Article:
Over the past two centuries we’ve added as much carbon dioxide to the atmosphere as it already contained, and the amount should have doubled. However, the concentration has gone from just below 0.03% to just over 0.04%—about half the increase expected!
Much of the carbon dioxide has therefore disappeared but there’s no surprise or mystery about this. Some went into plants because they breathe in carbon dioxide and turn it into wood, leaves, fruit and so on. Some went into soil because that’s where plants (and plant parts such as leaves) end up when they die. And some dissolved into the ocean because of mixing of air and water as waves break (amongst other things).
Carbon also cycles back into the atmosphere when, for example, animals eat plants and breathe out carbon dioxide. So the carbon cycles around between air, water, plants and soil and gets shared between them. This suggests a cunning way to reduce the carbon in the atmosphere—can we get the other carbon-reservoirs to keep more than their fair share?
Unfortunately, encouraging extra carbon into the ocean is a bad idea. The ocean becomes more acidic as its carbon-content goes up and ocean acidification is already a concern—it adversely affects many marine organisms and we don’t want to accelerate that problem. But there’s no downside to increasing the carbon held by plants, or sequestered in soil, and techniques for encouraging this are called Natural Climate Solutions (NCS).
The most obvious form of NCS is also the one with the biggest capacity to make a difference—reforestation. I mentioned trees in my last column as a possible contribution towards Wiltshire’s emission reductions and it’s a good solution because planting trees absorbs up to 300 tonnes of carbon dioxide a year for every square kilometre of new forest. Worldwide, a realistic reforestation programme could soak up 10 billion tonnes a year—that’s a quarter of mankind’s current emissions.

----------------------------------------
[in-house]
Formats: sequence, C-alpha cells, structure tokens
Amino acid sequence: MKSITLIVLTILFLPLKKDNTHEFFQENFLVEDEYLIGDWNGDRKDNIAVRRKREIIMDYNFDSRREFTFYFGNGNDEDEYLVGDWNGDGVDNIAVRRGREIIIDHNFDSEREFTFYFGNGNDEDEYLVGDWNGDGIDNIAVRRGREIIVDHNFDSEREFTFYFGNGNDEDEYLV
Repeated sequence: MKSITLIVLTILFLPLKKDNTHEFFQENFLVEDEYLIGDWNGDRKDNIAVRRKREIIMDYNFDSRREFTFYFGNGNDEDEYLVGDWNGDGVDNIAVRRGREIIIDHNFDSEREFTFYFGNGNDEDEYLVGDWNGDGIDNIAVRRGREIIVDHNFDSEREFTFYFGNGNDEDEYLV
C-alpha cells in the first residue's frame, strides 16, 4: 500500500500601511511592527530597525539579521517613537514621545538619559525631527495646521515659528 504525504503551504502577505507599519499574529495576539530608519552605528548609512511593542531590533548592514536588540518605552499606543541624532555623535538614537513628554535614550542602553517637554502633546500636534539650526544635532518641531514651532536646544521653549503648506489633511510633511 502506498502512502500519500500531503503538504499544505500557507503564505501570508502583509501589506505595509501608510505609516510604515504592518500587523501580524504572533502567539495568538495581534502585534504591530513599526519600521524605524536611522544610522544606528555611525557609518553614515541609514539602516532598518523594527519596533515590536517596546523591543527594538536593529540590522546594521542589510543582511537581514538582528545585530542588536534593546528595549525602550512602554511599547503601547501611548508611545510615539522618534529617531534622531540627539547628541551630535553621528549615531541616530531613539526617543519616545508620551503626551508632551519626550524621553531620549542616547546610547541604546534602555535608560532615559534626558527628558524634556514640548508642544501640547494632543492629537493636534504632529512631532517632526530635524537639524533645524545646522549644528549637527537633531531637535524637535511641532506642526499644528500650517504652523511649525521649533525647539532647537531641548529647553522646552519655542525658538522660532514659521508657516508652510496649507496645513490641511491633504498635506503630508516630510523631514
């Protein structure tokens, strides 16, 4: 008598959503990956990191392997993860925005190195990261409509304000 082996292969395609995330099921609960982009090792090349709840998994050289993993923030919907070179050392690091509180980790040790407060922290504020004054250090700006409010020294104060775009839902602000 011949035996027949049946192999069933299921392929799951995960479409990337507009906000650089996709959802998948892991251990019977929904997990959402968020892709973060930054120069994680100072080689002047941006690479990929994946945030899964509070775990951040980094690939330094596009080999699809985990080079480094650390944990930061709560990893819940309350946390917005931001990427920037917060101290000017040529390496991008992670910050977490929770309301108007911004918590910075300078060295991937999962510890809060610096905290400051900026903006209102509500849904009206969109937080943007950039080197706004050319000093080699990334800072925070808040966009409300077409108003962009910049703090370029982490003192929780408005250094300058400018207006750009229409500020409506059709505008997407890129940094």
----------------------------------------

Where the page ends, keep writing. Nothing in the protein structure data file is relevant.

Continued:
NCS does not stop with trees. Changes in agricultural practices can also play a major role. Farming, and farmers, must be part of any realistic plan to tackle global warming. At the moment agriculture is a net producer of greenhouse gasses but, with a few tweaks, farming can change from being part of the problem to being part of the solution.
The key is to improve the organic content of soils. This is a good thing anyway—food grows better in well-nourished soils and they also soak up water better, hence reducing the incidence of floods and droughts—but organic matter contains carbon and so having more in the soil means there is less in the air.
There are a number of techniques that can make soil more organic rich—from widespread application of biochar (essentially charcoal made from food and other waste), through reduced ploughing and onto grazing cattle in woodland—and their impact could be enormous, perhaps another 5 billion tonnes per year.
So why aren’t we doing this? I’m not a farming expert and I’d love to understand better the financial, regulatory and logistic barriers. Perhaps a cash incentive is needed to make it economically viable. That wouldn’t be a farm-subsidy—we would be paying farmers to provide a vital service.
First published in Marlborough.news
Photo by Zhang Kaiyv